Eddyville, KY


Nearly 300 salute those who served

Monday, November 14, 2016 - Updated: 1:24 PM
BY BOBBIE FOUST Special to the Herald Ledger

Paige Young Sims called the 17th annual Veterans Appreciation Luncheon and Program “Awesome.”

“Oh man! This was one of the best I’ve ever been to; it gets better every year,” said her father, Bill Young, a former county attorney of Lyon County and a U.S, Army veteran. “This is a great, great program."

Sims and her father were among nearly 300 military veterans and their spouse/ guest who attended the 2016 program Thursday, said Terrie White, program founder. The program was conducted in the high school gym in Eddyville after the crowd outgrew the Lyon Convention Center.

Young went into the U.S. Army in early 1967 after receiving his juris doctorate from the University of Kentucky College of Law in 1966. He served in Korea. “It was during the Pueblo incident and the Blue House Raid,” he said. “There was a lot of activity going on; I was on active duty two and a half years. I didn’t go into the JAG (Judge Advocate General Corps) even though I had a law degree. I went into armor and served in one of the combat branches.”

James Parsley called the program “really nice. “I really enjoyed it,” he added.

Roy Duncan, 95, of Paducah was one of the oldest veterans attending this year. He was accompanied by his best friends Ronnie and Donna Hoskins. “It was wonderful; couldn’t be better,” he said. Duncan served in the Army during World War II. “I started at the Battle of the Bulge and went all the way through Germany; we liberated two concentration camp, Mauthausen and Gusen, in Austria. I was in the army for three years” with 10 months overseas.

“We love this program, it makes me cry every time,” said Donna Hoskins. “We started coming with Buddy Smith when he was a participant.”

Throughout the years, the Hoskinses who own Hoskins Coin and Gold Exchange, have donated a 1943 steel penny to those attending. Donna Hoskins said they donate the pennies because “it’s just a part of history that everybody needs to know.”

The zinc-finished steel pennies were struck only in 1943 because copper was needed in the manufacture of ammunition for the war effort.

Each year, fourth grade students at Lyon Elementary School write invitations to veterans for whom they have postal addresses. The fourth graders also help serve lunch after which they present a program of patriotic readings and music.

Thursday, Mark Cooper, a Vietnam veteran, took time to find Jacob Matchen, the fourth grader who invited him, and present the youth with a National Defense Medal. “Every time somebody goes in the military (he/she) will get that medal and that ribbon,” Cooper said. He added that he gave Matchen the medal so the students would “know that we appreciate them and that we care about them.”

White said she and the volunteers who worked at the luncheon were pleased to be back at the school. “The high school gym had more room for the veterans and it was more convenient for the students,” she said. “The students were able to perform up on the stage where it was easy for them to be seen. It was just a better set up.” She added that the program was moved to the convention center when the crowd outgrew the elementary school gym a few years ago.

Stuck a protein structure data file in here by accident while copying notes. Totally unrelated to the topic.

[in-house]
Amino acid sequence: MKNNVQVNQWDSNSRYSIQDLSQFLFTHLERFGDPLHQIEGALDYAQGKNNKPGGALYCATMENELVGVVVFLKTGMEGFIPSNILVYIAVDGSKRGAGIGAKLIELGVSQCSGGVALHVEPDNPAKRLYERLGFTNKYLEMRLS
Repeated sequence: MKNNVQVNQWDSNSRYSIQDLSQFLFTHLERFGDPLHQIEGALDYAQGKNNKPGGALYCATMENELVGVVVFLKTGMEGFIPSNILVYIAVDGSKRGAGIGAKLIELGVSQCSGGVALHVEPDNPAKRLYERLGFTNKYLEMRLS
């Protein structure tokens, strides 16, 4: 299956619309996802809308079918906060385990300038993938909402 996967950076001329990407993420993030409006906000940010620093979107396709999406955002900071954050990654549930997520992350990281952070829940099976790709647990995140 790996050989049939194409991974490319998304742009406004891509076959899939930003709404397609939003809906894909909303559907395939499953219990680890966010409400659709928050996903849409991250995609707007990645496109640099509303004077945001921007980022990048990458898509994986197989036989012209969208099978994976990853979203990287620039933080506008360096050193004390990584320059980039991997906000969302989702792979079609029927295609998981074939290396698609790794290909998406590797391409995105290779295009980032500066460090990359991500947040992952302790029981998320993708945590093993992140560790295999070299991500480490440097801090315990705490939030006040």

“We know we still have a few issues, and we are working on those issues,” White said. “Parking seemed to be an issue this year, but we are working on solving that problem. The sign-in kind of got jumbled up, but we have already brainstormed and think we have that problem solved to get the veterans signed in and seated a little faster next year. There are still things we need to work on, but all-in-all, we thought it went smoothly.”

White praised Coach Jeff Doom, Shawn Tabor and the high school students who helped prepare the gym by laying tarpaulin on the floor and setting up tables and with folding and storing the tables after the program. “They set those tables up in no time and we started rolling out the table cloths and decorating the tables, and we were set up very quickly,” she said. She also praised the cafeteria staff for allowing volunteers to use the ovens to bake the luncheon casseroles

White expressed appreciation to Superintendent Russ Tilford, high school Principal Ryan Amerson and the custodians “for allowing us to use the high school gym and for their assistance in setting up.”

“They even talked about having us a new stage curtain for next year,” she said. “They seemed really pleased with the turnout and all three student bodies (elementary, middle and high school) got to come to see the program. So that was a plus.

“I am also so grateful to all the wonderful volunteers and donors who made it possible for us to put on this successful luncheon and program for our veterans,” White said. "Without them we couldn't do it."

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